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Black Death History

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The Black Death was one of the most devastating tragedies in history, resulting in the deaths of 75 to 200 million people in Eurasia and Europe in the years 1346–1353. It arrived in Europe by sea in October 1347 when 12 ships went to the Sicilian port of Messina after a long journey through the Black Sea. The people who gathered on the docks to greet the ships were met with a horrifying surprise: Most of the sailors aboard the ships were dead, and the ones that were still alive where very sick and barely getting through it. They were overcome with fever, unable to keep food down and suffering from pain. Strangest of all, they were covered weird black boils and gave their sickness its name: the “Black Death.” The Sicilian authorities quickly ordered the fleet of “death ships” out of the harbor, but it was too late.
The Black Death is thought to have started in the arid plains of Central Asia, where it travelled along the Silk Road, reaching Crimea by 1343. From there, it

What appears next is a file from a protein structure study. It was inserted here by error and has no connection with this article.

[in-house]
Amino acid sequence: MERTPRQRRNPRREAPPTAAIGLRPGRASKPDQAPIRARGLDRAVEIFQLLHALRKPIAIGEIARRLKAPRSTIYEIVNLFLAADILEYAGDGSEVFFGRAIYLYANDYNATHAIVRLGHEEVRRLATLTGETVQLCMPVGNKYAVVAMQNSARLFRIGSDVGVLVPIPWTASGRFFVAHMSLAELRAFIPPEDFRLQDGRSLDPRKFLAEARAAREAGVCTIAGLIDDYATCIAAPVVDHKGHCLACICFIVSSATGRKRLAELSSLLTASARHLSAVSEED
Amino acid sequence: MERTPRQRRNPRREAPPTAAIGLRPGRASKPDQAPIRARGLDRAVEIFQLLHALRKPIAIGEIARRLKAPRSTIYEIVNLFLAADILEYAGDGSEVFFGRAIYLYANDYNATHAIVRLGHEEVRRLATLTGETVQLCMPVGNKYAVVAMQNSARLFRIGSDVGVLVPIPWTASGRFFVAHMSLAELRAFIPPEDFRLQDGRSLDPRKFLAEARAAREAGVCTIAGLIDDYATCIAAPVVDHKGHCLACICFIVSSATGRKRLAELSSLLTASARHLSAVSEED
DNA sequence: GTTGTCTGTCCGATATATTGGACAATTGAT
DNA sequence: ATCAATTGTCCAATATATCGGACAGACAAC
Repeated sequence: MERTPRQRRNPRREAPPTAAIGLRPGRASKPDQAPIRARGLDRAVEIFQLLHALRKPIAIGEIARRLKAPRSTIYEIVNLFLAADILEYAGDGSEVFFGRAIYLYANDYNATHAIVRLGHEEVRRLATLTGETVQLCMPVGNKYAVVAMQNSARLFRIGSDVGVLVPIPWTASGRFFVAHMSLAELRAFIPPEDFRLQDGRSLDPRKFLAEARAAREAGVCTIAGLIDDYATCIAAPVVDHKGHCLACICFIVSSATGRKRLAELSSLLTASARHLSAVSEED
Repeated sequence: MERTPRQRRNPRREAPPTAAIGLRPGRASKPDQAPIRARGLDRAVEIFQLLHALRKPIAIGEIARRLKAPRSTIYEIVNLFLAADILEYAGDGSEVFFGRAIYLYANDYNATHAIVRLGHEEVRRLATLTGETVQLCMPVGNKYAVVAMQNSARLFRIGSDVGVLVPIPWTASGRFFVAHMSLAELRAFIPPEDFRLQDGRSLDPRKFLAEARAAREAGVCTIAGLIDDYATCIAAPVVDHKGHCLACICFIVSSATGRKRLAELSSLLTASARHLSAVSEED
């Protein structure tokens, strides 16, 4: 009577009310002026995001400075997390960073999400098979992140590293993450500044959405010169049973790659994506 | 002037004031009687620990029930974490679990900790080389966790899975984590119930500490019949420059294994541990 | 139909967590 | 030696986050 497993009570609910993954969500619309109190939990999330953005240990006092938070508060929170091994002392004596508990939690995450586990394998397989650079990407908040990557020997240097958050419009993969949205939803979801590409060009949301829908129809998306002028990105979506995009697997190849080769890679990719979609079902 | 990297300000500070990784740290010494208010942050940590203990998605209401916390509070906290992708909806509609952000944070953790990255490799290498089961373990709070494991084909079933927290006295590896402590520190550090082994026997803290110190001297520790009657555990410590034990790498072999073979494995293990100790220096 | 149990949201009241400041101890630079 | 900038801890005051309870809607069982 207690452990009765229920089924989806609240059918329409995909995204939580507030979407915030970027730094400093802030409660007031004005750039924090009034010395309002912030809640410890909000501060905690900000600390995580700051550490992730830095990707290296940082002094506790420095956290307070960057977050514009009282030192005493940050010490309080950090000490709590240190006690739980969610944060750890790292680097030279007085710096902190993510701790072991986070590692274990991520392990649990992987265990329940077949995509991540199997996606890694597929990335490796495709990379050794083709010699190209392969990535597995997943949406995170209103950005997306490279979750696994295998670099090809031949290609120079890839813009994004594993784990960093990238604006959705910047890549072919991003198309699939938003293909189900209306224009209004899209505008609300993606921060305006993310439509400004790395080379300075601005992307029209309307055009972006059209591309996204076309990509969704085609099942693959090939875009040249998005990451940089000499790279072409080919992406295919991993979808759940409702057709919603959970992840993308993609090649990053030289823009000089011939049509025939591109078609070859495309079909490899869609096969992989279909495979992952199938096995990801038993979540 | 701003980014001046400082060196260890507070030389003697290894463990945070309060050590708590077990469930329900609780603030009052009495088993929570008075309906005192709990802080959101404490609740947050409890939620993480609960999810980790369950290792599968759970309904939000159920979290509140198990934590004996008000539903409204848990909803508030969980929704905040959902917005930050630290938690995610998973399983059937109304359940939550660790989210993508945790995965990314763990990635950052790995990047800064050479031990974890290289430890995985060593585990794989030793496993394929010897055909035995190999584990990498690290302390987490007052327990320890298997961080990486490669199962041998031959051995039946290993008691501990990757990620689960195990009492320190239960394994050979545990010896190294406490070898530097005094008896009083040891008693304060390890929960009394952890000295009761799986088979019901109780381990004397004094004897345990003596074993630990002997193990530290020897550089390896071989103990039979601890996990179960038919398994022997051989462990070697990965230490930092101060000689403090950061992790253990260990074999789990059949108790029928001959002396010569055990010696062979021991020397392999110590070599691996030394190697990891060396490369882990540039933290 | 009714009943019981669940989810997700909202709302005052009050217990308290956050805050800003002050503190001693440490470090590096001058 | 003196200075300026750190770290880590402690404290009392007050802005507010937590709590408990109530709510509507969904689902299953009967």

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In the first, people suffer an infection of the lungs, which leads to breathing difficulties. Whoever has this disease or contamination to any extent cannot escape but will die within two days. Another form, which boils appear under the armpits and cause disease, and a third form in which people of both genders are attacked in the hip area. Hygiene was very important at the time so that you had less of a chance to get the disease it helped you stay away from dehydration and staying healthy so you don’t end up like everyone else. The best-known symptom of bubonic plague is one or more infected, enlarged, and painful lymph nodes, known as Buboes. After being transmitted by the bite of an infected flea, the pestis bacteria become localized in an inflamed lymph node where they begin to connect reproduce. Buboes associated with the bubonic plague are commonly found in the armpits, groin and neck region, which can spread very easily causing very many
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